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Fiat Europe Keeps Losses Steady, Expects Repeat In 2013

Full Merger With Chrysler Expected This Year

“No-one seems to be able to crush costs like Fiat, even if it means freezing future products”

Fiat’s European losses for 2012 came in as expected at €738 million, compared with 2011’s red number of €897 million, and investors saw some positive signs as CEO Sergio Marchionne clears the decks for one last push to complete the takeover of Chrysler.

Marchionne said he does not expect any deterioration in Europe’s performance this year.

Fiat-Chrysler reported a pre-tax profit of €2 billion for 2012. “But the black ink was solely thanks to 58.5 per cent-owned affiliate Chrysler,” said the Financial Times’ Lex column.

“Nor is this likely to change much in 2013. Fiat expects net profit for the group overall to be €1.2 to €1.5 billion – so flat at best. True, a moribund European car market is largely outside Fiat’s control. Italy’s political uncertainty, meanwhile, hardly facilitates domestic capacity cuts, although the company is achieving some flexibility through temporary lay-off schemes,” Lex said.

Bernstein Research analyst Max Warburton saw much to admire in Fiat’s results, although he noted a big increase in Chrysler’s pension underfunding.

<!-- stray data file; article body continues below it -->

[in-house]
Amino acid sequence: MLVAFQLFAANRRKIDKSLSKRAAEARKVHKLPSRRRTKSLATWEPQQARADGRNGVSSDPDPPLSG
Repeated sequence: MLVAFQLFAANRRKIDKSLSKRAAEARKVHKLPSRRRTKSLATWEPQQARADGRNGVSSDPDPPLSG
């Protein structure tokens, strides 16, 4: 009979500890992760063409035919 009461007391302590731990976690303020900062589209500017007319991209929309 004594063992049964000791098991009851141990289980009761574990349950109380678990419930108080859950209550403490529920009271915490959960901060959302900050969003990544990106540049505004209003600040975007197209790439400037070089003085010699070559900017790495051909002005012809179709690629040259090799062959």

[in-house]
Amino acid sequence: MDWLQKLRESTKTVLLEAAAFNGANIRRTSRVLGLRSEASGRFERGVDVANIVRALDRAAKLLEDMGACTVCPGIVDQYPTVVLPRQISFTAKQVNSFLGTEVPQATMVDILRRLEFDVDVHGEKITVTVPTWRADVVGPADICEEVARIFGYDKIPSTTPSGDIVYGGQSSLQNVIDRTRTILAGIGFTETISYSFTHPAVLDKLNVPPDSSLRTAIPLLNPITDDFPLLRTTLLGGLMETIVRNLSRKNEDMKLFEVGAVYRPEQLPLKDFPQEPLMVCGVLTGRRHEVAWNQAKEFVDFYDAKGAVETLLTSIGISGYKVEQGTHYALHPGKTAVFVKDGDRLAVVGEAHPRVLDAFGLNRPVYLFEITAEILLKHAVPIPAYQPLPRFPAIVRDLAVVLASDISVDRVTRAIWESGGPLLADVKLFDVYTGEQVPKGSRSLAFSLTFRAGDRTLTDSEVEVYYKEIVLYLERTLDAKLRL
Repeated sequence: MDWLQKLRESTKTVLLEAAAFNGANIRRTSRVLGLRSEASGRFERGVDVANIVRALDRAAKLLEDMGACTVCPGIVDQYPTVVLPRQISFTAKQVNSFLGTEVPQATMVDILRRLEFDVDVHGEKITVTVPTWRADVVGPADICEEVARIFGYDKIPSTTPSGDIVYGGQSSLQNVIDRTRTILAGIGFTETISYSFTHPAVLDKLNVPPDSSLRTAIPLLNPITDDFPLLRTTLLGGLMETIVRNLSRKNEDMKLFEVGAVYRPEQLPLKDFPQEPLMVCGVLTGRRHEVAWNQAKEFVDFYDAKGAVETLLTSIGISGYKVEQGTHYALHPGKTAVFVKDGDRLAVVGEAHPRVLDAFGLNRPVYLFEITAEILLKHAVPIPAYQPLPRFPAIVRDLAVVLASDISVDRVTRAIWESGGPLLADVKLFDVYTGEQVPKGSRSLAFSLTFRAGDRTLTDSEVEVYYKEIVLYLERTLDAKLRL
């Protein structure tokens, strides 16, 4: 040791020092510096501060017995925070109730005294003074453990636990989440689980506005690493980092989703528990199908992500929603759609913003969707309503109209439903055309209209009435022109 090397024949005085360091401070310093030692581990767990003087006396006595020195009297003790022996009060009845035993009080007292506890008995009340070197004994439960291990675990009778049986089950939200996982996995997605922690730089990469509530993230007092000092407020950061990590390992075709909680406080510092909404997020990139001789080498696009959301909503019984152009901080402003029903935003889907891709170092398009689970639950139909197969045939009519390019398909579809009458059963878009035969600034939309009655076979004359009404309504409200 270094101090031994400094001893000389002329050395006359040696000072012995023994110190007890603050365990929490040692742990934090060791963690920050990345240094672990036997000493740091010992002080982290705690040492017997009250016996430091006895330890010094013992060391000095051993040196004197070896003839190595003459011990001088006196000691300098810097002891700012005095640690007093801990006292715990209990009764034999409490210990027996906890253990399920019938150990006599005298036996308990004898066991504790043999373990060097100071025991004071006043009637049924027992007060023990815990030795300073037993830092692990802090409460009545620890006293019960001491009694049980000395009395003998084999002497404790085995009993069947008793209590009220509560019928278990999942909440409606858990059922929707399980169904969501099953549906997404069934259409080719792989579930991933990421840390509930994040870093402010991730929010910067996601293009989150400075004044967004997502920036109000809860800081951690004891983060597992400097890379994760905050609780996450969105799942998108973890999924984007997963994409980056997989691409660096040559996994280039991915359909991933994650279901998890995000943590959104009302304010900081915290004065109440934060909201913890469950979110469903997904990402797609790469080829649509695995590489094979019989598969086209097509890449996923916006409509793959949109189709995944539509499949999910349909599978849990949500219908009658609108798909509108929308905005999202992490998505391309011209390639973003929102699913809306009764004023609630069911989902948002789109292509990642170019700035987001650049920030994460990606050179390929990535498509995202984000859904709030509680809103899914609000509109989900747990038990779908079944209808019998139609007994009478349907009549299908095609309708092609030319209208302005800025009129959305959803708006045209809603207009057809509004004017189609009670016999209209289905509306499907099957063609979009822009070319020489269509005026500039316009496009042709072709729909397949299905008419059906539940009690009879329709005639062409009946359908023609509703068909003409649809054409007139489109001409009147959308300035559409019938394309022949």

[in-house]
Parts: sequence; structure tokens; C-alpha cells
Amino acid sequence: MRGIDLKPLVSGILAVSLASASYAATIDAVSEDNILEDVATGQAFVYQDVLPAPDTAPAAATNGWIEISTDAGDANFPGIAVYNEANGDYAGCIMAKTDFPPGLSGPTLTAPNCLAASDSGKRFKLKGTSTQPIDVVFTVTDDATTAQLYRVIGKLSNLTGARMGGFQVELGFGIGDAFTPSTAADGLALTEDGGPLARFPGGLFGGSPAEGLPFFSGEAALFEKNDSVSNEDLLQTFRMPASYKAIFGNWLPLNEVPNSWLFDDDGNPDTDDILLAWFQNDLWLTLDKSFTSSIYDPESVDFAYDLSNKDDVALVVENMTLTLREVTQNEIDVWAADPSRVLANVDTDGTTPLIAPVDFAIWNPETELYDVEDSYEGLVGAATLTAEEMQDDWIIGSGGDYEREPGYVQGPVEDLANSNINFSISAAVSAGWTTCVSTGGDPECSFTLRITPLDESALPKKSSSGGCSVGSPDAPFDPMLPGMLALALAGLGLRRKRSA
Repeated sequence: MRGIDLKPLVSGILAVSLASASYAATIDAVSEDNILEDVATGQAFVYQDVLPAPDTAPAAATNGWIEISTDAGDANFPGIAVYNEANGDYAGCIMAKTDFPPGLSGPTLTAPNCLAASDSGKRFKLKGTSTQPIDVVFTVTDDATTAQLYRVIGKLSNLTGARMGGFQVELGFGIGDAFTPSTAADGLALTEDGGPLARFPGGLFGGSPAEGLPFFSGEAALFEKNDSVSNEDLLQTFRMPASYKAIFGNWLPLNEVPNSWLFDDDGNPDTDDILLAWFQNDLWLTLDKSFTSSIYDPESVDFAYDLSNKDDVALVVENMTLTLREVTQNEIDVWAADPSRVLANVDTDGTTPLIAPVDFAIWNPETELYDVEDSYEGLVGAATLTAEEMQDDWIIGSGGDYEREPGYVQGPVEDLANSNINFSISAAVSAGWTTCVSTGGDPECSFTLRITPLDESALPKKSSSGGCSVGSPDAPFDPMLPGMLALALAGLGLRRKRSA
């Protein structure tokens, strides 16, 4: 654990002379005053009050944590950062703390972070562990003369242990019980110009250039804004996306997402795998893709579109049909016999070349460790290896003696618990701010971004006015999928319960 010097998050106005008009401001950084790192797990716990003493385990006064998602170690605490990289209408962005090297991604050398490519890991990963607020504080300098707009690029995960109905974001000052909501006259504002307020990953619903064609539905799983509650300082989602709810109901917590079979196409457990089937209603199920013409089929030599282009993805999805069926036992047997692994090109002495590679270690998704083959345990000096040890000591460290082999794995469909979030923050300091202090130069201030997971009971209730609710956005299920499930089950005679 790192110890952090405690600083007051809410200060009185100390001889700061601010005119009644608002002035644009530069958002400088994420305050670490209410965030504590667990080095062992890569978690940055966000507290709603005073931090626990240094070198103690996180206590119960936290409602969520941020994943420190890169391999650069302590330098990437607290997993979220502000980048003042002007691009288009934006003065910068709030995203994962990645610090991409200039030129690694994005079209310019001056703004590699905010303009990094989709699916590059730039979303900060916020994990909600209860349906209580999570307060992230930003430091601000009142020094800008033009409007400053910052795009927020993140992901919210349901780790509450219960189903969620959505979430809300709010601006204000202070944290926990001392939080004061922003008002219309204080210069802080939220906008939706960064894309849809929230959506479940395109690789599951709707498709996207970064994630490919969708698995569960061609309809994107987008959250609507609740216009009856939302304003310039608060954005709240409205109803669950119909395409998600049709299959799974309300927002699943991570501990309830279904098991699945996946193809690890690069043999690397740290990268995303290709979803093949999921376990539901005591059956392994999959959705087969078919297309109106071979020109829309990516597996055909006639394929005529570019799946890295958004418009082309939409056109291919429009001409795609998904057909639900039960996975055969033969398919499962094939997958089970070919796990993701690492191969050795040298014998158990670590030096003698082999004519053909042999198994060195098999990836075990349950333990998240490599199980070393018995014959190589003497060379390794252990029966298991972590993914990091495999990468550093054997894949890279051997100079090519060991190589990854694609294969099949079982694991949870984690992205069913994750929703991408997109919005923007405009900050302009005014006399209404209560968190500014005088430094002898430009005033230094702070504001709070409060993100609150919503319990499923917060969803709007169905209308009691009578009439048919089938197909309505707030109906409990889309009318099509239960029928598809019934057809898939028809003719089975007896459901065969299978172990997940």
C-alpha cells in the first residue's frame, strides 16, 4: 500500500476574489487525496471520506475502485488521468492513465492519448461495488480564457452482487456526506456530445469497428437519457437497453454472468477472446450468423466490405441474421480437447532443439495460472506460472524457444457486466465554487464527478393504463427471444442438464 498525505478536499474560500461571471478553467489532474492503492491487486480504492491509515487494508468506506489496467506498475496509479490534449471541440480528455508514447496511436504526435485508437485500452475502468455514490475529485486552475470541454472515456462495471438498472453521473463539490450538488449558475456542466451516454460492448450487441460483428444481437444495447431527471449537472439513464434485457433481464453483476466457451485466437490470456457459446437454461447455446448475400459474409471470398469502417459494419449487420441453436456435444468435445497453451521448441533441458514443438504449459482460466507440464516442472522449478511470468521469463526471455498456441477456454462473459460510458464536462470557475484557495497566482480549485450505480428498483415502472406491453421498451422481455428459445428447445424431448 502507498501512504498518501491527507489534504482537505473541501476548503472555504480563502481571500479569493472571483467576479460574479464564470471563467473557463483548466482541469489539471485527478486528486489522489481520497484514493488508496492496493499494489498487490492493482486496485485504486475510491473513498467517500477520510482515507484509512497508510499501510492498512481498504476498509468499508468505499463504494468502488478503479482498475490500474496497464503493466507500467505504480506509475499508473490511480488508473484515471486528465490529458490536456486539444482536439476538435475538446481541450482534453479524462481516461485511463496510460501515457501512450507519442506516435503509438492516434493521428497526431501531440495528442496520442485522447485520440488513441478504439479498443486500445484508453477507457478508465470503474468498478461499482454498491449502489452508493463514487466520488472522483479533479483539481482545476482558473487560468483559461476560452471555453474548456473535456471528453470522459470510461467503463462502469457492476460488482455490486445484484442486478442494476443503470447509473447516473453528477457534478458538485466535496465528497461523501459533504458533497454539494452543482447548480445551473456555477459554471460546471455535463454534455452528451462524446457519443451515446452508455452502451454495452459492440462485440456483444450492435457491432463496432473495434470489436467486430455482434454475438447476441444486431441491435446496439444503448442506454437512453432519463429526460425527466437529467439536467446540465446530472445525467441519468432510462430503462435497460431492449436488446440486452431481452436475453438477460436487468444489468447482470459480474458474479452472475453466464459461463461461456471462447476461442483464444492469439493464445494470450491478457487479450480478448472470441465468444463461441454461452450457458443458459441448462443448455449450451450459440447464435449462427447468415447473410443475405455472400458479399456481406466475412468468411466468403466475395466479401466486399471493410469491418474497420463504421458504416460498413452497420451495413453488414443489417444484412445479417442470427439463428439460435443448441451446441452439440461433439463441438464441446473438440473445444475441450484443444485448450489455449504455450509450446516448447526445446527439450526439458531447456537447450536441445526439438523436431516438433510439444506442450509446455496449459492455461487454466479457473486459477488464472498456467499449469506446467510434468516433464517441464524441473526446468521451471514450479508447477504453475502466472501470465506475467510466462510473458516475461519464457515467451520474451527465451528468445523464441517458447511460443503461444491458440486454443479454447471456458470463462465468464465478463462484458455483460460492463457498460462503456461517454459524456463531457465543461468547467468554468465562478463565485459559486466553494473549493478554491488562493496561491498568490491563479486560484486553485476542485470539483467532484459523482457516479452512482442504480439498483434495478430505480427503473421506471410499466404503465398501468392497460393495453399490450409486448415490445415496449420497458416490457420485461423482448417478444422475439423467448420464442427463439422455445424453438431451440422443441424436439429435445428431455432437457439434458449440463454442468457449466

“We remain constructive on Fiat. A full merger with Chrysler will result in a surge of EPS (earnings per share) as the minority (VEBA) is eliminated. A merger will over time allow the companies to share cash and result in a much better capitalised business. We also see significant profit levers in the medium term – Maserati expansion, Jeep expansion, China expansion, full Ram pickup recovery,” Warburton said.

Warburton said Fiat’s European losses had virtually halved compared with the third quarter of 2012 and fourth quarter of 2011.

“A remarkable development given the market environment. No-one seems to be able to crush costs like Fiat, even if it means freezing future products,” Warburton said.

Warburton expects the current court case, in which a judge is arbitrating on a difference of opinion on the value of two 3.3 per cent incremental stakes in Chrysler that Fiat is buying from the union holding company VEBA, will soon be decided. Fiat will have to decide how to pay for the rest of Chrysler. Warburton believes the sale of Ferrari is most likely.

Meanwhile Lex pointed out that Fiat’s share price is starting to look unrealistically high.

“In the meantime, Fiat shares, up 35 per cent over the last two months, already trade on nine times 2013 earnings. That is on a par with BMW and higher than VW. Too far, too fast,” Lex said.

Neil Winton – February 1, 2013

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